Ozair wrote:Quoting ZaphodHarkonnen (Reply 1): I wonder if it would be reasonable to make a Typhoon variant for this.
From the article either of those options would bring forward the replacement timeframe. Both the Typhoon and the SH will be out of production by 2020 and the article indicates a replacement timeframe in the mid 2020s and possibly even as far out as mid 2030s. The Tornado also comfortably outranges a SH and in an A2G configuration would probably also outrange a similarly equipped Typhoon.
Quoting columba (Thread starter):On the other hand all European partner already have the F35 on order and won´t have any interest in developing a new aircraft.
I can't find a realistic European nation to partner with them. France are unlikely to co-develop a ground attack jet, even though something like this would be a significantly better replacement for the Mirage 2000 nuclear fleet than the Rafale. Italy, the UK and probably Spain are going F-35 and the smaller nations are either in the F-35 camp or not going to spend any money developing/buying a long range strike aircraft. Germany also has no Middle Eastern or Asian security agreements they could leverage.
An out of left field partner for co-development could be Russia...?
How much would Germany be willing to spend on R&D? Any new development would probably cost a minimum of US$20 billion before production even started and that is before we consider at least 10 years to reach production. Fiscally, it might be wiser to invest back into the Tornado and zero hour 100 airframes. That could give them another 20-25 years of service out to 2050.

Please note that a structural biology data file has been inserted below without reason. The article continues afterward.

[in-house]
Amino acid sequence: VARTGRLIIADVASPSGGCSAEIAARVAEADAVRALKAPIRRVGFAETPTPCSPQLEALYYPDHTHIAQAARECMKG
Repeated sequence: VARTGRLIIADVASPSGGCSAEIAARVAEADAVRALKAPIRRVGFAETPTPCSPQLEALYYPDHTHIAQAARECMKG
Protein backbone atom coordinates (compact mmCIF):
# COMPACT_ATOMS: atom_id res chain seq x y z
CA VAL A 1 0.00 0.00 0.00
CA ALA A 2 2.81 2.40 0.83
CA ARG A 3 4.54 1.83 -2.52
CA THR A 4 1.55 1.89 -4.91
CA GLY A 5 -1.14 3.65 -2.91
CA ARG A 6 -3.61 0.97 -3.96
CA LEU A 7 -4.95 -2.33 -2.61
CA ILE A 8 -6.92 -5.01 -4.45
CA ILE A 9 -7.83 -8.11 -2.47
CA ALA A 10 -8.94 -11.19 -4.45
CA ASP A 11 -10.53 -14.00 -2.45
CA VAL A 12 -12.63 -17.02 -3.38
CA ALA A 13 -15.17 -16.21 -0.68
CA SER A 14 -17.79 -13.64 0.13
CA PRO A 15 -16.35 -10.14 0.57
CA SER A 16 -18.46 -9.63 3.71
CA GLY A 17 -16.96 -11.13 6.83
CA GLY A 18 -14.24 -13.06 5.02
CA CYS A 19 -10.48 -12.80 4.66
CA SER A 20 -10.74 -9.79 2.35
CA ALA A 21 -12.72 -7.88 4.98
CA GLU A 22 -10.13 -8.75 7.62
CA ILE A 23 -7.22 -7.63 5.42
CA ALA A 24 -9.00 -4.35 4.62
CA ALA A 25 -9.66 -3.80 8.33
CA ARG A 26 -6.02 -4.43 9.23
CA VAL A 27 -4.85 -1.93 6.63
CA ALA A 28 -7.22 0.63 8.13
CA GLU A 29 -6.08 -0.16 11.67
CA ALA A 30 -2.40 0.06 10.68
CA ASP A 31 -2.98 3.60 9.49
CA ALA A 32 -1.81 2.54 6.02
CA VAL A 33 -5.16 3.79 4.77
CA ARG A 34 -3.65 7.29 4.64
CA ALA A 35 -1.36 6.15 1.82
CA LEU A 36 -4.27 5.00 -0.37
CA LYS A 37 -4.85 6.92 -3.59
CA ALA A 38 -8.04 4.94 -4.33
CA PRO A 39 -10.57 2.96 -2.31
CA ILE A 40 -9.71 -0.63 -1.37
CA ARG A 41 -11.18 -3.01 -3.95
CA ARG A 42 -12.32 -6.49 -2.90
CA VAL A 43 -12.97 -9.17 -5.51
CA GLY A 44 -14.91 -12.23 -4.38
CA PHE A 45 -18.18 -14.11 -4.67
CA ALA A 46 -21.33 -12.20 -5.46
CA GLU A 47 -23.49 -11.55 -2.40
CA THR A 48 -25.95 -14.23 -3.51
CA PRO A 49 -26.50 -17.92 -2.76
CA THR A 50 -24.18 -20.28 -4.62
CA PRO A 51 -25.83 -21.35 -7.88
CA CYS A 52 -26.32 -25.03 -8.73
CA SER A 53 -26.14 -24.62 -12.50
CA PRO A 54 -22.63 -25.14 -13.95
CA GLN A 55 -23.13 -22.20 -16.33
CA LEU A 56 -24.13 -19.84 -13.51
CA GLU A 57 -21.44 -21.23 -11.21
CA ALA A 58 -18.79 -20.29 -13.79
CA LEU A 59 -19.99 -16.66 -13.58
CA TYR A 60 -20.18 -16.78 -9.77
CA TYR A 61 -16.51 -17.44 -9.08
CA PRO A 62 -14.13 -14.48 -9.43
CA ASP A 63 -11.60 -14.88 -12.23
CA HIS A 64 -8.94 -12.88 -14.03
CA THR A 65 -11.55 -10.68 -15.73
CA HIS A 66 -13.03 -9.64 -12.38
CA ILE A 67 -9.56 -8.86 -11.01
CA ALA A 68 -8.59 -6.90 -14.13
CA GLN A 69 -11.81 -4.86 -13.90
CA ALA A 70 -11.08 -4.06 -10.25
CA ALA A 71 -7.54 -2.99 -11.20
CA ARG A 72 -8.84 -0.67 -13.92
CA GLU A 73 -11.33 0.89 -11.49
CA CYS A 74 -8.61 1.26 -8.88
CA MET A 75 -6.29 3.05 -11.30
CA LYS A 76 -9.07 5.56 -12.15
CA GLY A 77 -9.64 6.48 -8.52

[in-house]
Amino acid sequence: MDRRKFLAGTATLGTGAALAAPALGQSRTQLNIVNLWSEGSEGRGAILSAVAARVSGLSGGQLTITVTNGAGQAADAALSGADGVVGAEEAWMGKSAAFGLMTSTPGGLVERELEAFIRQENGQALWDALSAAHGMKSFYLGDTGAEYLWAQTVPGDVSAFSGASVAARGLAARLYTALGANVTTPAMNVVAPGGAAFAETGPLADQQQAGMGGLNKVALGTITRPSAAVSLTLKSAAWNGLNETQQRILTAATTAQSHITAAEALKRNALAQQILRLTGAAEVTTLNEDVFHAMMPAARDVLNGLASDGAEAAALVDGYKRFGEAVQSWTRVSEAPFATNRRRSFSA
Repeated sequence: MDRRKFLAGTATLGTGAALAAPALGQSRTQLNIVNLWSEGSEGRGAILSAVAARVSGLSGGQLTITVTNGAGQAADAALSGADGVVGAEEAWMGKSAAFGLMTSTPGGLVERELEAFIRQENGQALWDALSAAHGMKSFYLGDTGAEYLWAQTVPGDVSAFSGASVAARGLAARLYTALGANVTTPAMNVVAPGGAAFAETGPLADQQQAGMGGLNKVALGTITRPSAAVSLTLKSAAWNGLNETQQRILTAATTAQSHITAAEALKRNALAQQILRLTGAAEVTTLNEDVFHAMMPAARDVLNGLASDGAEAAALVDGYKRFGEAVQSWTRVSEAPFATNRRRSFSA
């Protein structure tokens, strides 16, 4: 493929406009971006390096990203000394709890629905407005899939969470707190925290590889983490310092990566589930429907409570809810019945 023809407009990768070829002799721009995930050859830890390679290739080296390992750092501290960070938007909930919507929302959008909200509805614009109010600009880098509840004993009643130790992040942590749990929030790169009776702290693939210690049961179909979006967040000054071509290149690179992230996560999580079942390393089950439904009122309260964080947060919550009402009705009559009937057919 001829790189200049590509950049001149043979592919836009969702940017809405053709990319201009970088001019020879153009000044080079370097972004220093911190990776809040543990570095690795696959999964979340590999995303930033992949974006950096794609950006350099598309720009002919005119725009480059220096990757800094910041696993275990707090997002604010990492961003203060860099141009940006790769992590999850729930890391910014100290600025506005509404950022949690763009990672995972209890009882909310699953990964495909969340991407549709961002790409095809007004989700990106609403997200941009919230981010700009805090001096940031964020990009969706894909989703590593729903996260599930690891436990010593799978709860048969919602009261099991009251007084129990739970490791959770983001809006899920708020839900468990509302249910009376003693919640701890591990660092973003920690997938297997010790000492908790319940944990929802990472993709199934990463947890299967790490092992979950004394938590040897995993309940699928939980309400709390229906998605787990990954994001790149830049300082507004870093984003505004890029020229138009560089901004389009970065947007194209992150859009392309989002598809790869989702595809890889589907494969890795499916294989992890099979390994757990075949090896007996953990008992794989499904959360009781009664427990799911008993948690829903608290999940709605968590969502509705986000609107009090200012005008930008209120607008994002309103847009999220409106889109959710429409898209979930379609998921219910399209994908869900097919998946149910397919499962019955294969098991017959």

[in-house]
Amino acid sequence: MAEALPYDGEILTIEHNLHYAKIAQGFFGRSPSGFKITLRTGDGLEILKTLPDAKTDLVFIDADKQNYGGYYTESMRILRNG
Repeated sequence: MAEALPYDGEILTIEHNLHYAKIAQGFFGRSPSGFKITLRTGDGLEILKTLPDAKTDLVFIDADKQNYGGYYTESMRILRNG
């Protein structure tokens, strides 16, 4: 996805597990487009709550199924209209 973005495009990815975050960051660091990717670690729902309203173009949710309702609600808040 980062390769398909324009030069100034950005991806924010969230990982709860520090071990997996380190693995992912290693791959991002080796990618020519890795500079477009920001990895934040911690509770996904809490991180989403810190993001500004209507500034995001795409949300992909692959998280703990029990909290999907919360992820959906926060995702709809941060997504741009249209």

65 years ago, the first nuclear bombs were brought to Germany
34 years ago, the Eurofighter company was founded
26 years ago, the first Eurofighter prototype flew in Germany
17 years ago, the first Eurofighter was delivered to Germany
8 years ago, the German government decided _not_ to order 37 further tranche 3 Eurofighters
5 years ago, the German military discovered that their Tornados would not fly forever
Today, there still hasn't been a firm decision and the 5 to 8 years required for nuclear certification are threatening the seamless transition to newer aircraft. Nor is there any long term vision for the role and equipment of the Luftwaffe beyond "keep doing what we've done for the last 70 years". Stealth capabilities will arrive decades after the technology was first employed. It's not a problem of technology. It's not an issue with funding or ability. It's really just an extreme case of lack of long term planning and inability to take decisions.